Descent Only 15 of the 56 signers have male descendants today. These Signers have no descendants: William Whipple, John Hancock, Samuel Huntington, James Smith, James Wilson, Caesar Rodney, George Wythe, Francis Lightfoot Lee, Joseph Hewes, Thomas Lynch, Jr. Button Gwinnett, Lyman Hall, and George Walton. These Signers have no same surname (male) descendants: Josiah Bartlett, Matthew Thornton, Samuel Adams, Elbridge Gerry, William Williams, William Floyd, Francis Lewis, Robert Morris, Benjamin Rush, Benjamin Franklin, George Clymer, George Taylor, George Ross, Thomas McKean, Samuel Chase, Thomas Stone, Thomas Jefferson, William Hooper and John Penn. These Signers have very doubtful same surname (male) descendants: Stephen Hopkins, William Ellery, Oliver Wolcott, John Witherspoon, Abraham Clark, John Morton, Carter Braxton, Edward Rutledge. The remainder of the Signers is known to have same surname (male) descendants. (Talk about being blown away when you find out almost all of the signers are part of your family's history. You sit back shake your head and wonder am I dreaming. Then you double check in disbelief wondering how that could be. What does that mean for you and your.) =================================================================== Did Your Ancestor Sign the Declaration of Independence? By James Pylant And can you prove it? Kathy M. Cornwell's "Disspelling a Myth and Finding An Ancestor," in Seventeen Seventy-Six, Vol. 2, No. 2 (pp. 69-73), tells of a family tradition that her husband's ancestor, Jane Wilson Cornwell, was the daughter of James Wilson, a signer of the Declaration of Independence. "Admittedly, there was plausibility for the claim, for descendants of all of Jane's children whom we could locate had heard the story, and firmly believed it. One relative knew it was true because his grandmother told him, and she was Jane's daughter." Her research did reveal her husband's ancestor was the daughter of James Wilson — only that he and the signer were not one and the same. Signer James Wilson, according to one source Cornwell found, had no living descendants. "Our search to prove or disprove it spanned several years," wrote Cornwell, "but at the end of the genealogical journey we found the real ancestor, another James Wilson, who turned out to be just as colorful and fascinating as the celebrated Wilson." Yet, some legends prove to be true. “I too had a family story that the Rev. Dr. John Witherspoon was an ancestor," says librarian Beatrice M. Beck. "It took three years to document this story. But it was one hundred percent correct.”* The Rev. Frederick W. Pyne’s Descendants of the Signers of the Declaration of Independence, a nine-volume series, was published by Picton Press. The author’s work incorporates data from the application files of the Society of the Descendants of the Signers of the Declaration of Independence, the Frank W. Leach manuscript, and many other published references. In 1987, the LDS Reference Unit at the Family History Library, in Salt Lake City, compiled the "Founding Fathers Project." The project encompasses genealogical data on signers of the Declaration of Independence, signers of the Articles of Confederation (1778), and members of the American Constitutional Convention (1787). The Reference Unit's objective was to identify names of wives, children, and parents. This reference is available on microfilm loan at the various Family History Centers. The film number is 1592751, item 3. However, for more complete data on descendants (up to 1900 in some cases), refer to the following microfilms: 001751: John Adams, Samuel Adams, Josiah Bartlett, William Ellery, Elbridge Gerry,John Hancock, Stephen Hopkins, Samuel Huntington, Robert Treat Paine, Roger Sherman, Matthew Thornton, William Whipple, William Williams, and Oliver Wolcott. 001752: Abraham Clark, William Floyd, John Hart, Francis Lewis, Phillip Livingston, and Lewis Morris. 001753: George Clymer, Benjamin Francis Hopkinson, Robert Morris, John Morton, and John Witherspoon. 001754: Charles Carroll, Samuel Chase, Thomas McKean, William Paca, George Read, Caesar Rodney, George Ross, Benjamin Rush, Thomas Stone, George Taylor, and James Wilson. 001755: Carter Braxton, Benjamin Harrison, Thomas Jefferson, Francis Lightfoot Lee, Richard Henry Lee, Thomas Nelson Jr., and George Wythe. 001756: Button Gwinnett, Lyman Hall, Joseph Hewes, Thomas Heyward Jr., William Hooper, Thomas Lynch Jr., Arthur Middleton, John Penn, Edward Rutledge, and George Walton * Beatrice M. Beck to James Pylant, 4 June 2001. http://www.genealogymagazine.com/didyouransig.html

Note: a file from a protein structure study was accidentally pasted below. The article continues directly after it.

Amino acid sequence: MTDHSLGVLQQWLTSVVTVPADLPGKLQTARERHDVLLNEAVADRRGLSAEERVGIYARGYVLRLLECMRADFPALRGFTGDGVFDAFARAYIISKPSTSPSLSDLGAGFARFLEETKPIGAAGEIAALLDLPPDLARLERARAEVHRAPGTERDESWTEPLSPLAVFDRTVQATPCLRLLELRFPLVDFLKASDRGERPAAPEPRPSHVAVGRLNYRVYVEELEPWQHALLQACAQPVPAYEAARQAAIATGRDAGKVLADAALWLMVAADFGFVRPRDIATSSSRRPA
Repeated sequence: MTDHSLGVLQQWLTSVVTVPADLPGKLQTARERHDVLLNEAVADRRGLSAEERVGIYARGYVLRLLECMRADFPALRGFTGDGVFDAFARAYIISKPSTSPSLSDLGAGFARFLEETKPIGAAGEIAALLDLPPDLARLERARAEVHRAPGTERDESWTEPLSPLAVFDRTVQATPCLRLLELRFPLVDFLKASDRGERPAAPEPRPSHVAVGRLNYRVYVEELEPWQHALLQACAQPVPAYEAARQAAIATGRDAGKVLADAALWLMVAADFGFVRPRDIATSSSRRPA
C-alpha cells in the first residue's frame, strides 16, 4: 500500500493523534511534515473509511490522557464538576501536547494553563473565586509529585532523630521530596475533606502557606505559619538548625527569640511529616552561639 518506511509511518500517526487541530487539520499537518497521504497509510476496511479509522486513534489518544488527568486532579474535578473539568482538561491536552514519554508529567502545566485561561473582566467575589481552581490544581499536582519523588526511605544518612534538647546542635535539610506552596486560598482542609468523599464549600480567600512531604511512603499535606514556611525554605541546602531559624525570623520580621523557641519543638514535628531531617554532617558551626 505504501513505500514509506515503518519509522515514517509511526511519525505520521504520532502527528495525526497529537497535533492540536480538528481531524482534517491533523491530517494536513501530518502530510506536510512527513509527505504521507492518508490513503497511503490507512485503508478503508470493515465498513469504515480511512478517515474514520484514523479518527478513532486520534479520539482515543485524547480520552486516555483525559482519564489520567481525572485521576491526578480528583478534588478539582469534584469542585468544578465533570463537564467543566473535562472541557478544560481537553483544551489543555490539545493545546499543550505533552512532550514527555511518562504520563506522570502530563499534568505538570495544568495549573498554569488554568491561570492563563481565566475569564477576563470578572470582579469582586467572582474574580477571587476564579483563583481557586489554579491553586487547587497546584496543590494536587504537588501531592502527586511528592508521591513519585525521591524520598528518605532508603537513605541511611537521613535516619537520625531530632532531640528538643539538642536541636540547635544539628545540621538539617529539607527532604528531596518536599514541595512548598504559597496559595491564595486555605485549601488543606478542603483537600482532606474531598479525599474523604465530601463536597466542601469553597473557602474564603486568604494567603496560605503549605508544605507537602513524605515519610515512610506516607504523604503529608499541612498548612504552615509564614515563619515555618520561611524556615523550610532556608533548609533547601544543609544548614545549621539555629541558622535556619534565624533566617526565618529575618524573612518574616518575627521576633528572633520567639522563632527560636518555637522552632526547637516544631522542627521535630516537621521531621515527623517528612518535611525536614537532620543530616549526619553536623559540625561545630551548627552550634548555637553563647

==============================================================